Imperium also adds a Living Undercover featurette, Making Of Imperium featurette and Cast/Crew Interviews, while Driver also an all-new 40 Minutes Taxi Driver Q&A with Scorsese, De Niro, Foster & more taped recently, then adds previously made featurettes God's Lonely Man, Martin Scorsese on Taxi Driver, Producing Taxi Driver, Taxi Driver Stories, Travis' New York, Travis' New York Locations and an Original Theatrical Trailer on the Blu-ray. The DVD of only extras adds Animated Photo Galleries, Scorsese introducing his Storyboards for the film and Making Taxi Driver. Most of this did appear on the 2011 release with a nice set of postcards not here, but this version easily has the most extras.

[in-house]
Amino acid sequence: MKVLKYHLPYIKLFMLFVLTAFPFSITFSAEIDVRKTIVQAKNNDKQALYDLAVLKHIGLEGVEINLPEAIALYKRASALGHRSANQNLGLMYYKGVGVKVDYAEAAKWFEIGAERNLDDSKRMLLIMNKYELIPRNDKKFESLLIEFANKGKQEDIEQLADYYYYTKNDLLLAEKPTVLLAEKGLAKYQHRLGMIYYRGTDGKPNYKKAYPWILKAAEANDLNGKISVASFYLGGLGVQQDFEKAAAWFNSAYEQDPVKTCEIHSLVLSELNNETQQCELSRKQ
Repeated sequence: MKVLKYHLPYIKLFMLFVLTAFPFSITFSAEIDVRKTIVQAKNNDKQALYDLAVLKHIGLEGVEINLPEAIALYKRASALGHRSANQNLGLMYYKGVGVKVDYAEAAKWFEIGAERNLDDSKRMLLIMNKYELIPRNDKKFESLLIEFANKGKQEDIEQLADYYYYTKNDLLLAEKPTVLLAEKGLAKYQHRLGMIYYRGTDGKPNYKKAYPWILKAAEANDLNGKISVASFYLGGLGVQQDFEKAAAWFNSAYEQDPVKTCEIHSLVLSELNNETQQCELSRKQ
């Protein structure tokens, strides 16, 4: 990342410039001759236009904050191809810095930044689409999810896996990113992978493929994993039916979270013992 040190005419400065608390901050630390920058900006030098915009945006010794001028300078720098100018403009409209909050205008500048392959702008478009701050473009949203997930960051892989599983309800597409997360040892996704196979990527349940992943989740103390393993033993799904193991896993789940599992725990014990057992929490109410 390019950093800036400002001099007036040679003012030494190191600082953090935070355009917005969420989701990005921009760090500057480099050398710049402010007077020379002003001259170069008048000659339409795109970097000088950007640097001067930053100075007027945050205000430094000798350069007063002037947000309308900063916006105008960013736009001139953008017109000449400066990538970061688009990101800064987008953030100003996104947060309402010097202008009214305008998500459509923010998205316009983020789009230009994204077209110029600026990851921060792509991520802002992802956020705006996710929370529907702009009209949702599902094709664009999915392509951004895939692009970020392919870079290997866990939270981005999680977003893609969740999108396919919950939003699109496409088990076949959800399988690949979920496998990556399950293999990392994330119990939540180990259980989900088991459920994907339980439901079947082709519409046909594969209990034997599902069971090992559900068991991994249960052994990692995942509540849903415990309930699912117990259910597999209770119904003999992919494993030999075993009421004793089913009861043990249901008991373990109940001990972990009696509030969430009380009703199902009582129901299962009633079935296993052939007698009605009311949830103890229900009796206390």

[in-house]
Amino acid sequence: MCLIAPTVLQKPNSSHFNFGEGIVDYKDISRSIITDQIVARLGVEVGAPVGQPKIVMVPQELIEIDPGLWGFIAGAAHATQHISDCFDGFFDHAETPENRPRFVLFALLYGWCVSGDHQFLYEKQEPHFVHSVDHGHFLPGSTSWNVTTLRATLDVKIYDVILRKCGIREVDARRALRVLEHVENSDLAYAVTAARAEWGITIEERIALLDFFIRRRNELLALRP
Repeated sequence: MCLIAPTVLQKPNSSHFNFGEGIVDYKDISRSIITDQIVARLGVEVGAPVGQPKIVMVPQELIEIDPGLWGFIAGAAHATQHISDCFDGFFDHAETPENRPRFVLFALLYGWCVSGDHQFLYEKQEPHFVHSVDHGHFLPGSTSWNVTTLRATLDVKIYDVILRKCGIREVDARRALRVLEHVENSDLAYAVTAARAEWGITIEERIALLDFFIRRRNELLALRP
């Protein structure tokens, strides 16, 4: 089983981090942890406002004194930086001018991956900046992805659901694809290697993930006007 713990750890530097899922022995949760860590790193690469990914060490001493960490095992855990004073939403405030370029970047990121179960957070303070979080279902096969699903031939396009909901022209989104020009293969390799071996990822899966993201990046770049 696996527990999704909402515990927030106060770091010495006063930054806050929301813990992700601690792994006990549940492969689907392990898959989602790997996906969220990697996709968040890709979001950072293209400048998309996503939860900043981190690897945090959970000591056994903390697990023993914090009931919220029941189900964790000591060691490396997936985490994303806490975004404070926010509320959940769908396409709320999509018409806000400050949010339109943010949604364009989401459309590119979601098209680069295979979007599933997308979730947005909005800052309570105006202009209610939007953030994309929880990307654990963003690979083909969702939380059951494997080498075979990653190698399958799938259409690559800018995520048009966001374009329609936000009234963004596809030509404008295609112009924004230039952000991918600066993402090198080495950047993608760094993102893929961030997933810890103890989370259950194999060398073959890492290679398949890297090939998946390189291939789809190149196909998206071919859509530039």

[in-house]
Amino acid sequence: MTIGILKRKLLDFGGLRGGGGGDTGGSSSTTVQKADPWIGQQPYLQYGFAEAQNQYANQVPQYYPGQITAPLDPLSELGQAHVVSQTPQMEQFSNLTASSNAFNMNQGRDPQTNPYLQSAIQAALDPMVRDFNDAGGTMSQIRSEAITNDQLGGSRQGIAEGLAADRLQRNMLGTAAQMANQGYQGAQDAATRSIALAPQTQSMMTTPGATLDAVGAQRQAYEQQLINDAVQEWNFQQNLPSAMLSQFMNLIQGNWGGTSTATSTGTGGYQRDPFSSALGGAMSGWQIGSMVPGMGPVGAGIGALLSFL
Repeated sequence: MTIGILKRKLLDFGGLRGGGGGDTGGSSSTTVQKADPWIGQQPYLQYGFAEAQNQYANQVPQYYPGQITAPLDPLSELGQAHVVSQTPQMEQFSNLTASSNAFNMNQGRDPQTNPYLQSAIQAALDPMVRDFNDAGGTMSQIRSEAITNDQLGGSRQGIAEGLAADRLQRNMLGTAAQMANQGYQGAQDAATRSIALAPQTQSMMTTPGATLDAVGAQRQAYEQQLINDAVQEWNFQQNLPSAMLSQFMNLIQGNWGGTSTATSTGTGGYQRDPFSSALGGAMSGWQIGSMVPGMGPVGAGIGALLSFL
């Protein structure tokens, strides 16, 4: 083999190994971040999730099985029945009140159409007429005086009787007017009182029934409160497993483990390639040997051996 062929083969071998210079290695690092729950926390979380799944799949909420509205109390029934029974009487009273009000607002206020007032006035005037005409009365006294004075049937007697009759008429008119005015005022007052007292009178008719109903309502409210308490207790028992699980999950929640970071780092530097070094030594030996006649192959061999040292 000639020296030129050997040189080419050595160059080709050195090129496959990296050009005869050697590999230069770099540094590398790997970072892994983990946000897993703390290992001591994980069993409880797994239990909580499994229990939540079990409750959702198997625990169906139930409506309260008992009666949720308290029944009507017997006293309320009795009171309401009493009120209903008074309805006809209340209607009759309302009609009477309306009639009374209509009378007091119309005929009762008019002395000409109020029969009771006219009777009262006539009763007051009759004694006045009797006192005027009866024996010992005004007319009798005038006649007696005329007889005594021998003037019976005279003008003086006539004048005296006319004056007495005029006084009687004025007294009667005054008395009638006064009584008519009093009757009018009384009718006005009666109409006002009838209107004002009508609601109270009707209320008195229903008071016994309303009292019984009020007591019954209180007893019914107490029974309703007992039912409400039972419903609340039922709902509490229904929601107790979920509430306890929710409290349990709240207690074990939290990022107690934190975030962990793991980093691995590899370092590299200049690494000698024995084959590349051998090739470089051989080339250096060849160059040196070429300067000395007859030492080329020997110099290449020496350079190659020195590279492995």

To order the Hardcore limited edition Blu-ray, buy it and many more great exclusives while supplies last at these links:




- Nicholas Sheffo